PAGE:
While accepting her Oscar for Best Actress Sunday night, Frances McDormand urged fellow nominees to stand up for diversity, calling on Hollywood to better implement inclusion riders.
“We all have stories to tell and projects we need financed,” the Three Billboards Outside Ebbing, Missouri star said. She then ended her speech with a phrase that not many could define. “I have two words to leave with you tonight, ladies and gentlemen: Inclusion rider.”
An “inclusion rider” is a clause that actors can demand be inserted in their contract that requires cast and crew on a film to meet a certain level of diversity.
After her win, during a press conference, McDormand explained what inclusion riders were and that she had recently learned of the concept. “You can ask for or demand at least 50% diversity in not only the casting and the crew. The fact that I just learned that after 35 years in the film business – we aren’t going back.”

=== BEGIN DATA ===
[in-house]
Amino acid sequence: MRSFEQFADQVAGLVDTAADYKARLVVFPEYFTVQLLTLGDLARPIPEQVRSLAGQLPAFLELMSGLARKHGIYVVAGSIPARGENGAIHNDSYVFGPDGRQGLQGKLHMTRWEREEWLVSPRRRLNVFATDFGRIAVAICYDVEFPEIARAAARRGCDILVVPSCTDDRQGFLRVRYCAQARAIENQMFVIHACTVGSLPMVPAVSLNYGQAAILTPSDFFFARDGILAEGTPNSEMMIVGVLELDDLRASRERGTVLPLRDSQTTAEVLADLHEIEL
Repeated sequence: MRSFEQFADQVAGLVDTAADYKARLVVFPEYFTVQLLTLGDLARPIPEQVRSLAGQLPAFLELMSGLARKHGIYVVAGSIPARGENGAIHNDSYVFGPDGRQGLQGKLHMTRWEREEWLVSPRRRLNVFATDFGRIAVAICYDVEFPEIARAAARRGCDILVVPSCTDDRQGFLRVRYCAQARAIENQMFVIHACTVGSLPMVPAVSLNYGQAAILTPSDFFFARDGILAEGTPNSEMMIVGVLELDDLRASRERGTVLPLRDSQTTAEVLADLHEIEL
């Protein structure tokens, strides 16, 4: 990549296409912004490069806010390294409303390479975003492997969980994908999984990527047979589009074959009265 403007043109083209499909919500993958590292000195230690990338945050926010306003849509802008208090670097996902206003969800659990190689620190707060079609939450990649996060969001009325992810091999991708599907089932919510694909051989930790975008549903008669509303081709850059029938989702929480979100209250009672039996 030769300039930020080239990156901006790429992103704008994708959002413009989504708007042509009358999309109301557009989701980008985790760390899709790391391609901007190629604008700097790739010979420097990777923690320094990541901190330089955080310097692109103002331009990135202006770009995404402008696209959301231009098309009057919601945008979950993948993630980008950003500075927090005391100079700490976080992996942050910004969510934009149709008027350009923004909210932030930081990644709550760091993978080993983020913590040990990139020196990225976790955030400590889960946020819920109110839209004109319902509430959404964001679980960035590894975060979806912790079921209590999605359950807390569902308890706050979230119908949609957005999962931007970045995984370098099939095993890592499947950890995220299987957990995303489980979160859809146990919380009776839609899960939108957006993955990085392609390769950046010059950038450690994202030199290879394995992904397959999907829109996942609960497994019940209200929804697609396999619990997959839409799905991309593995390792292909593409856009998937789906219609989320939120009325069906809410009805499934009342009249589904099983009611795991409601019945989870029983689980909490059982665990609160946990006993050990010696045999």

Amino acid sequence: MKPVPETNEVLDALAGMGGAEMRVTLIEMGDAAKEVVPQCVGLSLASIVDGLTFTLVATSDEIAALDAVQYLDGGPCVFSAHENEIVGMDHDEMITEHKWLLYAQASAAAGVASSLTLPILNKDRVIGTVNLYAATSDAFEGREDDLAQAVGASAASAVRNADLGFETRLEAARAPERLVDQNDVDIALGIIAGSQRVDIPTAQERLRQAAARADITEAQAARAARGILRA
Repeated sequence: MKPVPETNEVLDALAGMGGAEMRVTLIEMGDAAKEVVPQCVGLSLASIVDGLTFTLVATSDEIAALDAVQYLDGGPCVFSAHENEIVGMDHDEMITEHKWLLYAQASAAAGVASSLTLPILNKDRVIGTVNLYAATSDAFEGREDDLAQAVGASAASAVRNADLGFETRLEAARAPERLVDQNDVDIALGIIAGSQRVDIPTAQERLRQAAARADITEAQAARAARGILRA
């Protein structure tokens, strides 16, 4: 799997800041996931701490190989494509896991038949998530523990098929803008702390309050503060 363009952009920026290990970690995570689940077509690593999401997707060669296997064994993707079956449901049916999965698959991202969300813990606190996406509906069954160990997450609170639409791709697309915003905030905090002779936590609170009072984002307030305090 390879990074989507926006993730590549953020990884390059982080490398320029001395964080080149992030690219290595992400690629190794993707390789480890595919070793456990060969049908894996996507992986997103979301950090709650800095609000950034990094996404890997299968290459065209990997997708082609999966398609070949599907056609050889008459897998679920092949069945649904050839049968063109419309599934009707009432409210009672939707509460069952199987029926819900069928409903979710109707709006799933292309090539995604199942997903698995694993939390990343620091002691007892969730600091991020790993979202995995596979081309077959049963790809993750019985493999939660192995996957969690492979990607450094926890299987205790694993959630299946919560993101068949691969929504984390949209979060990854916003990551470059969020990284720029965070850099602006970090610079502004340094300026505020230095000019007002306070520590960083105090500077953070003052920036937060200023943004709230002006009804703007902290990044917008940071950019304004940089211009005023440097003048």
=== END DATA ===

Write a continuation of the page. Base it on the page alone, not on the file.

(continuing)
The concept of inclusion riders and equity clauses were explored in a TED talk in 2016 by Stacy Smith, founder of the Annenberg Inclusion Initiative at the University of Southern California. Smith had examined the data on diversity in US-produced films, and discovered that casting was not representative of the population. So, she suggested that an “equity clause” or an “inclusion rider” could help remedy this.
After McDormand’s speech and press conference, viewers reacted to the newfound information on tangible ways in which Hollywood can boost diversity.
After the ceremony, Smith said she had worked with attorneys to create specific contract language and has already been in touch with actors interested in the idea.
“The real goal is to counter bias in the auditioning and casting process,” she told Guardian, explaining that under the contract, if the film ultimately failed to meet the requirements, the distributor would have to pay a “penalty” to a fund that supports woman directors and other underrepresented groups.
Smith said A-list stars could use inclusion riders to ensure proper representation and inclusion of women, people of color, LGBT people, and people with disabilities in Hollywood.
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